David Royden is a Partner with Laytons Solicitors and Head of Employment Law, Manchester, UK

Laytons Solicitors is a national law practice specialising in all aspects of Company and Commercial Law

Laytons Solicitors, 22 St John Street, Manchester M3 4EB.
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Offices at London, Manchester and Guildford, UK




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Where an employee’s level of sickness absence may eventually require the employer to consider the possibility of dismissal, if that dismissal is to be judged as fair the employer must be able to show that:

  • the employer was adequately informed about the employee's illness; and
  • the decision to dismiss the employee was reasonable in light of that information.

Consultation and Discussion - With the Employee

Consultation and discussion should first be undertaken directly with the employee. The employer should seek to find out from the employee the true nature of the illness(es). Such consultation should not at this stage be deemed or referred to as a disciplinary procedure or a “warning” about the employee’s levels of absence. Such phrases are linked to misconduct, and are not appropriate where it is actually an employee’s capability to carry out his or her job due to ill health absence, which is actually in issue. The emphasis at this stage must be, at least ostensibly, on “sympathy, understanding and compassion”.

There is no set procedure for such consultation, the emphasis being on the employer taking such steps as are necessary according to the individual circumstances of the case to gather information upon the true medical position. Full records of the absenteeism should be kept and these should be drawn to the employee's attention.

Consultation and Discussion - After Medical Advice

Following on from consultation with the employee the employer should consult a doctor about the nature of the employee's illness. This may be with the employee’s own doctor and/or with an independent doctor appointed by the employer. The employee's consent to such an examination will be required and the employer cannot insist on the examination. However, if the employee refuses to agree to a request to be medically examined the employer will have to act on the basis of the facts which are available. In such cases an Employment Tribunal would take account of the refusal and the dismissal may be fair even if, had medical opinion been available, it would have been unfair.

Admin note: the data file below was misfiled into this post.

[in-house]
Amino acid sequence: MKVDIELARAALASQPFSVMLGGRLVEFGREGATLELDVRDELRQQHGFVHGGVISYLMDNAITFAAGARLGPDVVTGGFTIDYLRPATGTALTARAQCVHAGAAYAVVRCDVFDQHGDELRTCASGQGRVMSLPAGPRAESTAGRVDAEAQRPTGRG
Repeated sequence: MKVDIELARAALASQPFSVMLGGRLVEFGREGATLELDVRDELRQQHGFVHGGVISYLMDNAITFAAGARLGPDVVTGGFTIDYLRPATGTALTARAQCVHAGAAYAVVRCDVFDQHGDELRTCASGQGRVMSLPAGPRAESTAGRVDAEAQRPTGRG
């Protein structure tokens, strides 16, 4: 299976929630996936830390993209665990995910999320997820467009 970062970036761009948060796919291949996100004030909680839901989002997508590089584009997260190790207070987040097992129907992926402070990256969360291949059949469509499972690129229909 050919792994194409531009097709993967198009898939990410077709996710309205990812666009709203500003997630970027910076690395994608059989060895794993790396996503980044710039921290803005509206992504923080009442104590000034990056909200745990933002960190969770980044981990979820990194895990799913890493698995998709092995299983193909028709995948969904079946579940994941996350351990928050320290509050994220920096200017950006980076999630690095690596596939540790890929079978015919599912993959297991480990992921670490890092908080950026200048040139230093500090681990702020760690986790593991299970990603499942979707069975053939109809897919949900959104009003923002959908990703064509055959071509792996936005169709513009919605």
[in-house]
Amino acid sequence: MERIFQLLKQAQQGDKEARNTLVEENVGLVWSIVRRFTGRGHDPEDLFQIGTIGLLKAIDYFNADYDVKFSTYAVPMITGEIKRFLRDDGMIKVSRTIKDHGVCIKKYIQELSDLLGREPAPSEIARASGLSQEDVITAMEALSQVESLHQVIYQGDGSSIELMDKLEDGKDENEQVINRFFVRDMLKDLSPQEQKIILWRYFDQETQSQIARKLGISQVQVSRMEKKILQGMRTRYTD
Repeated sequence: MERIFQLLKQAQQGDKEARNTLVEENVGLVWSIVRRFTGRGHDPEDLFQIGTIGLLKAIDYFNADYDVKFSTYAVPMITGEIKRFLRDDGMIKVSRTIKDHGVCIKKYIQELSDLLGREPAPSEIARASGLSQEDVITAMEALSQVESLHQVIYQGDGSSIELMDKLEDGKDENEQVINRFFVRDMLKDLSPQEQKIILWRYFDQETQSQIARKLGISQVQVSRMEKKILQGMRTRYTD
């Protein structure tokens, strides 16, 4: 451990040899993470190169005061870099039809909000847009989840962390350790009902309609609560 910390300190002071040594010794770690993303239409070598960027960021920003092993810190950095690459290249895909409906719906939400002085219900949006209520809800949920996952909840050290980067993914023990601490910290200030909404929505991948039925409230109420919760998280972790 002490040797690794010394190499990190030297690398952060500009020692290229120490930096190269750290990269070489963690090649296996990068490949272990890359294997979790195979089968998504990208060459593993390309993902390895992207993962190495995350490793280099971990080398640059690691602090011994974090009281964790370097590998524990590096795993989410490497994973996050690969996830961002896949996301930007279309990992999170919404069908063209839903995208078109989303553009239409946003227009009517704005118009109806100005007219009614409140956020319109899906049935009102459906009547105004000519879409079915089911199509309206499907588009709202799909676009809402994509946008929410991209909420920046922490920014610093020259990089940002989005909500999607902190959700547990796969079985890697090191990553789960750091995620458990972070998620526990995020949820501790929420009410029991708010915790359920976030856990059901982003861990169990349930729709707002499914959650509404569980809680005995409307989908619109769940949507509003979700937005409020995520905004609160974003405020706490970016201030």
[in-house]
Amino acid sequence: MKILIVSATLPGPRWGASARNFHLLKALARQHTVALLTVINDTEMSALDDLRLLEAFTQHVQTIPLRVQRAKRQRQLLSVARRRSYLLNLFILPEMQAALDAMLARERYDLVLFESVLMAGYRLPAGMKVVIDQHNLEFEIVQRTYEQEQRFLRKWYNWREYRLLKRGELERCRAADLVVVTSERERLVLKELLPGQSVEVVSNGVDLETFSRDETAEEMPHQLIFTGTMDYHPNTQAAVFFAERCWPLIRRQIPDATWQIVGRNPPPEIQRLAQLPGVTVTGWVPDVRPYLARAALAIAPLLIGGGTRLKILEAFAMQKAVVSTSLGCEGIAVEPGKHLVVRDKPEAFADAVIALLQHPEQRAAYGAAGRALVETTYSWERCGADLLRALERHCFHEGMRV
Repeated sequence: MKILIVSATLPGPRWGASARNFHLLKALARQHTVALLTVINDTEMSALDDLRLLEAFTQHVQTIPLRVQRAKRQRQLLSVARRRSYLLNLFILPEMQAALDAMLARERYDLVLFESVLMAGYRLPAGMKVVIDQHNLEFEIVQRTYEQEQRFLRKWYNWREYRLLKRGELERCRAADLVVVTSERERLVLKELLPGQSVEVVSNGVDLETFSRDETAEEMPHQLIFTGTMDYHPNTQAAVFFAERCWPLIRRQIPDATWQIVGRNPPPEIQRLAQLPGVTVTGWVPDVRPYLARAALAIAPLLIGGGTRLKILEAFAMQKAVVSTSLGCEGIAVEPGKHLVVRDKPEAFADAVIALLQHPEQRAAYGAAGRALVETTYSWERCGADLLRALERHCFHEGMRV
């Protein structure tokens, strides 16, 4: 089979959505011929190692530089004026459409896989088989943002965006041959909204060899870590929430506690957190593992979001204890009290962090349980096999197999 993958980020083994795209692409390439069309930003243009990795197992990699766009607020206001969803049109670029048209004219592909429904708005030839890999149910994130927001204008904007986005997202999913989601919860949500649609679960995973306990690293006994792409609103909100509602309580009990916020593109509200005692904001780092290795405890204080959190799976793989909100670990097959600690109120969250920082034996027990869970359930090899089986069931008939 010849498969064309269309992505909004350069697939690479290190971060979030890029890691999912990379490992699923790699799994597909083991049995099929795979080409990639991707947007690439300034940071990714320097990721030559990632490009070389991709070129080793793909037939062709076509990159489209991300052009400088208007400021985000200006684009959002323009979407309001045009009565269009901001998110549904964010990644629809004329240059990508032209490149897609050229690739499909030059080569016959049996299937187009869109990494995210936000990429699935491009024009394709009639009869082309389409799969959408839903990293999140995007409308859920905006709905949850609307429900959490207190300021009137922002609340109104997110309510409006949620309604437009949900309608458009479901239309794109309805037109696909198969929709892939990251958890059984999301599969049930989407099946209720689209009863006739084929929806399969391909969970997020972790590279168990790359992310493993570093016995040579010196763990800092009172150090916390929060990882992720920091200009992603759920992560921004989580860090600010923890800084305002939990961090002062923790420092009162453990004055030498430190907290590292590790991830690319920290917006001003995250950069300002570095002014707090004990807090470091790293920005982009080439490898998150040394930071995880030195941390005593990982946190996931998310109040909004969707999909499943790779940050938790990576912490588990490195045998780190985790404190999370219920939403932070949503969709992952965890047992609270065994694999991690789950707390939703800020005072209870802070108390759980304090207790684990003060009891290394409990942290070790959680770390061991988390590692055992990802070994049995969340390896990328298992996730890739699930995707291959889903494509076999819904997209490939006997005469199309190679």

The employer has a duty to consider what reasonable measures may be introduced to alleviate such working conditions which may be contributing to or exacerbating the illness (e.g. stress). Such considerations should include the possibility of offering the employee alternative employment should such a position be available. If there is no underlying illness and no real problem with work, and the absenteeism is at a level to justify it, a warning must inevitably be considered as the next step.


Once information on the medical condition has been gathered by consultation with the employee and a doctor it may become necessary for the employer to consider dismissal if the employee's attendance record has failed to improve. The factors to be weighed up on considering whether such a dismissal is fair or reasonable will include:

  • the duration of the illness (whether temporary or permanent)
  • the likelihood of recurrence on a regular basis (the disruptive effect)
  • the length of the various absences and the space of good health between them
  • the employer’s need for the work done (finding replacements)
  • the length of the employee's employment (including any previous good record)
  • the impact of the absences on others who work with the employee (overtime)
  • the extent to which the difficulty of the situation and the position of the employer has been made clear so that the employee realises that the point of no return is approaching


Consideration of the factors (and the gathering of evidence in respect of the same) referred to above should start from the outset and full records should be kept. Clearly, of fundamental importance are the terms of the employee's contract which may provide for termination after certain levels of absenteeism. Also details of the number of days taken off through illness and their regularity should have been made clear to the employee.

The Disability Discrimination Act 1995

When carrying out the above procedure in cases of sickness absence an employer should consider whether the illness constitutes a disability within the meaning of the Disability Discrimination Act 1995. This Act has implemented significant new rights for disabled people to prevent discrimination. See separate section on Discrimination.

Discrimination occurs when a disabled person is treated less favourably than other people for a reason related to his or her disability, and this treatment cannot be justified. Discrimination also occurs if an employer fails to make reasonable adjustments to ensure that employment arrangements or premises do not put a disabled person at a disadvantage in comparison to a non-disabled person and the failure cannot be justified.

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